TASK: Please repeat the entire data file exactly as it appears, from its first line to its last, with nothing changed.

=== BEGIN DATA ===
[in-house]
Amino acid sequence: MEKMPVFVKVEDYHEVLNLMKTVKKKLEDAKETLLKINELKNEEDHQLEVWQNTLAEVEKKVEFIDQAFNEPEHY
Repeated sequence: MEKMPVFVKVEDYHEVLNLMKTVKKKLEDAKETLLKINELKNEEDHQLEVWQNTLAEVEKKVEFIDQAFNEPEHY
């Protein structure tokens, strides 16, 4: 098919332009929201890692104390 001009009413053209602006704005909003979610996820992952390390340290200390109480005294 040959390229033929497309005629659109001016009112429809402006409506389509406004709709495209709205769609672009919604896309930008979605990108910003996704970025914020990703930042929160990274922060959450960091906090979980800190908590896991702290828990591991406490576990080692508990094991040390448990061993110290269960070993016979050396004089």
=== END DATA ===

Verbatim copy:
[in-house]
Amino acid sequence: MEKMPVFVKVEDYHEVLNLMKTVKKKLEDAKETLLKINELKNEEDHQLEVWQNTLAEVEKKVEFIDQAFNEPEHY
Repeated sequence: MEKMPVFVKVEDYHEVLNLMKTVKKKLEDAKETLLKINELKNEEDHQLEVWQNTLAEVEKKVEFIDQAFNEPEHY
């Protein structure tokens, strides 16, 4: 098919332009929201890692104390 001009009413053209602006704005909003979610996820992952390390340290200390109480005294 040959390229033929497309005629659109001016009112429809402006409506389509406004709709495209709205769609672009919604896309930008979605990108910003996704970025914020990703930042929160990274922060959450960091906090979980800190908590896991702290828990591991406490576990080692508990094991040390448990061993110290269960070993016979050396004089």